A charge-off and a write-off sound like two ways of saying the same thing, but they’re actually two very different things.
The term “charge-off” is financial jargon describing when a credit card account becomes 180 days past due.
At the charge-off point, a credit card company is required to reclassify the account for accounting purposes from a “performing” asset to a “non-performing” asset for the bank.
They also list your account as “charged off” on your credit report.
What’s important to understand is after a credit card account gets reclassified as a charged off account, the credit card company still reserves the right to pursue collection of the outstanding balance.
Many people make the mistake of believing their credit card debt is forgiven when their account is charged off. Unfortunately it’s not quite that easy. You’re still responsible for the outstanding balance.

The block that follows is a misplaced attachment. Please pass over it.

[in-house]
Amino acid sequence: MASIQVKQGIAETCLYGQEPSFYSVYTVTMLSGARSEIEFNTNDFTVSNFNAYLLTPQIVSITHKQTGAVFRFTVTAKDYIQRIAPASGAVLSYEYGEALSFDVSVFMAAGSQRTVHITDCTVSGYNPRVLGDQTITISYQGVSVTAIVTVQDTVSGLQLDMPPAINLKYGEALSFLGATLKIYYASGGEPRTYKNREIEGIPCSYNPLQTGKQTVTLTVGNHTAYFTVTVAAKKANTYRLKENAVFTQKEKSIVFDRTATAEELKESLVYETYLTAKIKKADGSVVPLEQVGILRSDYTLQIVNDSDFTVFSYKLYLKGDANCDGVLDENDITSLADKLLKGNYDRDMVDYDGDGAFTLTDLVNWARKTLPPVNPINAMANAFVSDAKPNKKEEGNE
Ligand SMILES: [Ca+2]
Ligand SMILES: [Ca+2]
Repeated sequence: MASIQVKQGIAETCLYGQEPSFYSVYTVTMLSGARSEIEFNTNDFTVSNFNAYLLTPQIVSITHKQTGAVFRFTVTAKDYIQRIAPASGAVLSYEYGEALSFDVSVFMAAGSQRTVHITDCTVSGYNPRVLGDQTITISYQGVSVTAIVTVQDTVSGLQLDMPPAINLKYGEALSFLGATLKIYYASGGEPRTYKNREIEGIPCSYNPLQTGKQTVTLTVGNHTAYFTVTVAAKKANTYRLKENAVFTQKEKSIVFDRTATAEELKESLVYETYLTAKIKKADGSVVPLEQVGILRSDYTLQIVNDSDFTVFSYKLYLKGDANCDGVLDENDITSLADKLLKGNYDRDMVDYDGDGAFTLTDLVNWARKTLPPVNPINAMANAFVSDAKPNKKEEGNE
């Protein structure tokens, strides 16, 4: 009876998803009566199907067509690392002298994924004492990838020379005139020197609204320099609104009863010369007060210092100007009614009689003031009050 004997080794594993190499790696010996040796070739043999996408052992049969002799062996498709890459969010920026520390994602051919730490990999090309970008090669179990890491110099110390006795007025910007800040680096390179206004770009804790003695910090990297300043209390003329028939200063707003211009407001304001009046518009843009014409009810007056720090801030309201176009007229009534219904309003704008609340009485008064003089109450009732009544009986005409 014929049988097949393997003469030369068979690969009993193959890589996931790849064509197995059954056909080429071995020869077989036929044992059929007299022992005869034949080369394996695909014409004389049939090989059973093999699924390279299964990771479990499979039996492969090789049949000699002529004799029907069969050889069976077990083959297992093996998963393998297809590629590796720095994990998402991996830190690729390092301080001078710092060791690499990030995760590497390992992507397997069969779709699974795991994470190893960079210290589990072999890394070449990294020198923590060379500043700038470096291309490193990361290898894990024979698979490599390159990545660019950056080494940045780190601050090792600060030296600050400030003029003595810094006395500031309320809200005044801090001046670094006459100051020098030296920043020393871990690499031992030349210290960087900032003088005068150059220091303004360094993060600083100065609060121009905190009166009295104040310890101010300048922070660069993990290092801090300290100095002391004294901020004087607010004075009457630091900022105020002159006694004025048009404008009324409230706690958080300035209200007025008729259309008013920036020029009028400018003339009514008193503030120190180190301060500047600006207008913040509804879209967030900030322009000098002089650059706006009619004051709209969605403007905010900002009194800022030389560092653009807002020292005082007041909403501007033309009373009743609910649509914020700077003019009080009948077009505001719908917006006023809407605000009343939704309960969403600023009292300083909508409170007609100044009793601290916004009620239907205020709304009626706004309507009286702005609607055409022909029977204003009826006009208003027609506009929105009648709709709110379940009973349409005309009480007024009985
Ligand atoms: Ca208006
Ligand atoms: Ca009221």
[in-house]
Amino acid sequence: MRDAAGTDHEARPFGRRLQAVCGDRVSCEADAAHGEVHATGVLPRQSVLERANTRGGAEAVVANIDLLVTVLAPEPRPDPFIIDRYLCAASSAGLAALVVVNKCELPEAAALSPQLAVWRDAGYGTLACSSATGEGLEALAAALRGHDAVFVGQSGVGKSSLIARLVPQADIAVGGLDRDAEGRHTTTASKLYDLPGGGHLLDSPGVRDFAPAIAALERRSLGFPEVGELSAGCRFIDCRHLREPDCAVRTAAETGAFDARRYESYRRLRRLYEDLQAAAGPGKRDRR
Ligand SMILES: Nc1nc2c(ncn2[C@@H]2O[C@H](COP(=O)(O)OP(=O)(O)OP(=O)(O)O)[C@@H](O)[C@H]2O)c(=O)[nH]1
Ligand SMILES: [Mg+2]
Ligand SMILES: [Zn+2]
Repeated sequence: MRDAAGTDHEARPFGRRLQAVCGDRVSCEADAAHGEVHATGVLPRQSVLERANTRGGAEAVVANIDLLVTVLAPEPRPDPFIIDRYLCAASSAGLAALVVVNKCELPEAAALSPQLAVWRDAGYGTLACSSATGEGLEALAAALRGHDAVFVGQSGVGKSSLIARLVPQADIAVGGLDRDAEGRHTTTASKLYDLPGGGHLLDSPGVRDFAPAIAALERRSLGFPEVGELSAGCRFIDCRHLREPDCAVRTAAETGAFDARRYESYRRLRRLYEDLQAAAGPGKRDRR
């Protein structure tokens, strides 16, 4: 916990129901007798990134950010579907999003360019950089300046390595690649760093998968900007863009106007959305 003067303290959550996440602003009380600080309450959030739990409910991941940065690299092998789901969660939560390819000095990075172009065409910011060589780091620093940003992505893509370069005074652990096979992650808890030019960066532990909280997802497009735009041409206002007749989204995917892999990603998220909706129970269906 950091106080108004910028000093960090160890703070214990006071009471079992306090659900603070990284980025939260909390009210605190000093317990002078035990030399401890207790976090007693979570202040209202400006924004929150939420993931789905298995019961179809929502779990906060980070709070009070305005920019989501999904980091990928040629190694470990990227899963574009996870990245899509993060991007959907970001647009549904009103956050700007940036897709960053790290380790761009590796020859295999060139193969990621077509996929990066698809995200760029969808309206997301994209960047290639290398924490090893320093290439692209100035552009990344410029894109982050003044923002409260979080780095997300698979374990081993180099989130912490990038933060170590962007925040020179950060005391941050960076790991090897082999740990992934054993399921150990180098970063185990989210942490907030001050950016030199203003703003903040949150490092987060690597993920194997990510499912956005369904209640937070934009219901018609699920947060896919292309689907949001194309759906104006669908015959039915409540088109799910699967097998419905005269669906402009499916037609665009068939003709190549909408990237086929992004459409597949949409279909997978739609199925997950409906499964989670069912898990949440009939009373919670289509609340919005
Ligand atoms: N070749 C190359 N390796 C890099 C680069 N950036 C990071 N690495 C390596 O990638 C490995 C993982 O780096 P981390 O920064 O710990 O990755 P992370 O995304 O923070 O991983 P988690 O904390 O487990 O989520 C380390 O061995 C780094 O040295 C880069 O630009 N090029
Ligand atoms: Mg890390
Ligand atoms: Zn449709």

After an account is charged off, credit card companies handle things differently from one to the other:
- Some credit card companies continue with their own in-house collection efforts on that charged off account.
- Some outsource the charged off account to a collection agency, but the credit card company still retains ownership of the account.
- Some credit card companies cut their losses and sell the charged off account to a debt purchaser.
A “write-off” on the other hand is when a creditor forgives a portion of the balance that is legitimately owed.
For example, if you have a credit card balance of $20,000 and the creditor agrees to accept $8,000 to settle the account in full, that means they write off the remaining $12,000 balance and call it even.
If you’re seeking debt relief, obviously what you want is a write-off.